Chromosomal translocations disrupt master regulatory genes that control cellular proliferation, apoptosis, and the lineage decisions of progenitor cells (25, 53). Indeed, a critical component in the development of acute leukemia is the shunting of stem cells or multipotent progenitor cells toward a specific lineage, which also must acquire the ability to self-renew, to give rise to a specific form of acute myeloid leukemia (AML). The myeloid translocation gene on chromosome 16 (MTG16, also known as ETO-2 or CBFA2T3) and myeloid translocation gene on chromosome 8 (MTG8, also known as Eight-Twenty-one or ETO) are disrupted by t(16;21) and t(8;21), respectively. While t(8;21) accounts for as much as 10 to 15% of de novo AML (11, 12, 16, 17, 30, 43, 44), t(16;21) is relatively rare. Yet, the analysis of genes involved in rare translocations is often highly informative (35). In addition to mutations in acute leukemia, MTG8 was identified as a candidate cancer gene in colorectal carcinoma and mutations in MTG16 were also found in the initial screen (59). Moreover, MTG16 may also be inactivated in breast cancer (31). Thus, the analysis of the normal physiological functions of the MTG family is critical to our understanding of the development of acute leukemia and how mutation of MTG family members contributes to tumorigenesis in other organ systems.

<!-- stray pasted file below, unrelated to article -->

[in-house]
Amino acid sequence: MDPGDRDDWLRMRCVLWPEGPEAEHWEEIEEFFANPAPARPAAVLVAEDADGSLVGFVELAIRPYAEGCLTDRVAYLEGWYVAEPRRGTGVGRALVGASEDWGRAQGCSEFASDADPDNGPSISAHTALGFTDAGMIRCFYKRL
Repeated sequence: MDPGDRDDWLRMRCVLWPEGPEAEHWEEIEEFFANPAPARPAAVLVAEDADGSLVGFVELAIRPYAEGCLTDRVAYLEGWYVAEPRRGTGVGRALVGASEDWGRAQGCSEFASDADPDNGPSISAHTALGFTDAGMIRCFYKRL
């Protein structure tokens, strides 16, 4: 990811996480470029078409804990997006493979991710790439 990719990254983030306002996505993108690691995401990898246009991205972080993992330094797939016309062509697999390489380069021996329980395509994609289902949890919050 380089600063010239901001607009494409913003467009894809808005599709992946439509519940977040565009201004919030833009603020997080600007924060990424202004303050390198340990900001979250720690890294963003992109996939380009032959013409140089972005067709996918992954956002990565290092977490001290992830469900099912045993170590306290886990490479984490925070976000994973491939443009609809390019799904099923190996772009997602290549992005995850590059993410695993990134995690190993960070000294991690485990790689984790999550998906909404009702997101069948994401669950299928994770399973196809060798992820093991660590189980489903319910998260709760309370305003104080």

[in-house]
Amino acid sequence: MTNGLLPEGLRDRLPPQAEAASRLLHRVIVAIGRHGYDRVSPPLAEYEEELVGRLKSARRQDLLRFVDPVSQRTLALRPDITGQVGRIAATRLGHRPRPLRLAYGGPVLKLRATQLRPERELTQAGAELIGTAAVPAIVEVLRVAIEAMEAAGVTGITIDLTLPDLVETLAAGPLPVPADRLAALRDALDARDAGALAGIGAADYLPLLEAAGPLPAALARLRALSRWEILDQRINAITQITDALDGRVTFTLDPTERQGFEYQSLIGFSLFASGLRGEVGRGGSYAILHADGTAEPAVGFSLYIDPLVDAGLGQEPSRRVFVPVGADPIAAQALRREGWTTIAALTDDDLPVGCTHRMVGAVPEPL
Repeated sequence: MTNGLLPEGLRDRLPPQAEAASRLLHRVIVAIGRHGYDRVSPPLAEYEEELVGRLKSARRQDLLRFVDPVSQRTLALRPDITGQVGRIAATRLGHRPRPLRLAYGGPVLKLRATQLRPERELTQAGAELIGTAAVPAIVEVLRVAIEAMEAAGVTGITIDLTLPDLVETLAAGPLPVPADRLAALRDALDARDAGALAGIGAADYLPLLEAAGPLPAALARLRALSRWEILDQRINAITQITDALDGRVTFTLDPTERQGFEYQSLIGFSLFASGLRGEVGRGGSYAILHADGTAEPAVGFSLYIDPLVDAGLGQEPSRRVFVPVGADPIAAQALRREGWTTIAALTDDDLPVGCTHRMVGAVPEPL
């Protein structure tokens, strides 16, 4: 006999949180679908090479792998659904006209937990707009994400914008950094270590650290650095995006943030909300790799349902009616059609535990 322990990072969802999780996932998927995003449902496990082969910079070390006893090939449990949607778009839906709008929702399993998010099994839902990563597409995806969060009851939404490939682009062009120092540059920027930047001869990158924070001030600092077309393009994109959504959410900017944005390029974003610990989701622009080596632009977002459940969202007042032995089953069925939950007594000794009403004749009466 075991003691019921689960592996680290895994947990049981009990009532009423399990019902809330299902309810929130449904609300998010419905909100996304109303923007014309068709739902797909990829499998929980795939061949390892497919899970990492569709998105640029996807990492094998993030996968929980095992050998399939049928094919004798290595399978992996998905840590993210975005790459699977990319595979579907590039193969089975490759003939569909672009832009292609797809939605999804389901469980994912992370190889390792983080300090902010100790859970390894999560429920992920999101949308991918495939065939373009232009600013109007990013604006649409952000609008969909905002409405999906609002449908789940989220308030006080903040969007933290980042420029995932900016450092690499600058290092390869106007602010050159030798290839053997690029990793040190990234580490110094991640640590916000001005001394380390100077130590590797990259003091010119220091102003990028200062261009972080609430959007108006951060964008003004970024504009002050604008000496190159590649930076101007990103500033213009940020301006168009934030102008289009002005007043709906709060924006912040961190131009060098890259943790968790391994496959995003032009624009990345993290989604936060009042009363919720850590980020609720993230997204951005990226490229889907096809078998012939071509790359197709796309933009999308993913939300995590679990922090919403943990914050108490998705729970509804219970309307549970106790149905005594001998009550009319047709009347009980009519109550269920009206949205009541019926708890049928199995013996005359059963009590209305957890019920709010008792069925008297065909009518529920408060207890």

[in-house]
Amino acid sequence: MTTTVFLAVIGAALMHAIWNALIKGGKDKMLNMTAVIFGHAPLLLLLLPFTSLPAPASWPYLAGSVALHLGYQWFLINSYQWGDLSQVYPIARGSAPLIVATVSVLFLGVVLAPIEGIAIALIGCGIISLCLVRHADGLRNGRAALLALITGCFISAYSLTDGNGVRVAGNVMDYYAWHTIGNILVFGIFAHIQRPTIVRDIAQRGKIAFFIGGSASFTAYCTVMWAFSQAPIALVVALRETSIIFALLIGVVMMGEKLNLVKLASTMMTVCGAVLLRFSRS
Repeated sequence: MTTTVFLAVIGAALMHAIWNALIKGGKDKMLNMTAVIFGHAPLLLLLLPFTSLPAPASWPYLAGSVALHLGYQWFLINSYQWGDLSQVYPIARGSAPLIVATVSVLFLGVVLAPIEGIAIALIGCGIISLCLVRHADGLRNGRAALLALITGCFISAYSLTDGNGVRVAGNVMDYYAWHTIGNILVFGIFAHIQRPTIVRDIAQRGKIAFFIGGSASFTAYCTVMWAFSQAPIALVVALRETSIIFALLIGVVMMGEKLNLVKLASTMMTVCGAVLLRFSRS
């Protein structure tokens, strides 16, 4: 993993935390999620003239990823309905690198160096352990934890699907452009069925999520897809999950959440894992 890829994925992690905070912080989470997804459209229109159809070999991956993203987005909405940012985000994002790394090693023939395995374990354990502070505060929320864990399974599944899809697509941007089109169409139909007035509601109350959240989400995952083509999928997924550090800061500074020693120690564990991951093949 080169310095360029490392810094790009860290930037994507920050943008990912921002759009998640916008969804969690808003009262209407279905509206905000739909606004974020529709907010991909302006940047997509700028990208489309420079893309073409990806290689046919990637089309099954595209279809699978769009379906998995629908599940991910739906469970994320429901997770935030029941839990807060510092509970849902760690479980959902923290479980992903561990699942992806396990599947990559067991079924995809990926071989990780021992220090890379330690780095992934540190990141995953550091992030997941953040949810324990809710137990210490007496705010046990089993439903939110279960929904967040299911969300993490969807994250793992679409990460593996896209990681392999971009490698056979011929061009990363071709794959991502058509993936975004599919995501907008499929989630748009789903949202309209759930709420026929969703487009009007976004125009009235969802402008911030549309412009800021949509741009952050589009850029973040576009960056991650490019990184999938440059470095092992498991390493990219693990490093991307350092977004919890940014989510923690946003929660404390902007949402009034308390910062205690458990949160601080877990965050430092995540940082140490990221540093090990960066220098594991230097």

The chromosomal translocation fusion proteins created at the breakpoints of t(8;21) and t(16;21) repress the transcription of tumor suppressor genes and genes that are required for hematopoietic differentiation (34). This is achieved by recruiting histone deacetylases and other transcriptional corepressors through their MTG8 or MTG16 sequences. Indeed, MTG family members associate with N-CoR/SMRT; mSin3A/3B; and histone deacetylases 1, 2, and 3 (2, 18, 23, 36, 63). MTG family members are recruited by DNA binding factors involved in chromosomal translocations (PLZF and BCL6) and by other regulators of hematopoiesis (e.g., TAL1/SCL, Gfi1, Gfi1b, and HEB) (9, 20, 39, 40, 55, 68). Thus, the cumulative data suggest that the MTG/ETO family members function as transcriptional corepressors whose activities are coopted by chromosomal translocations to induce leukemia.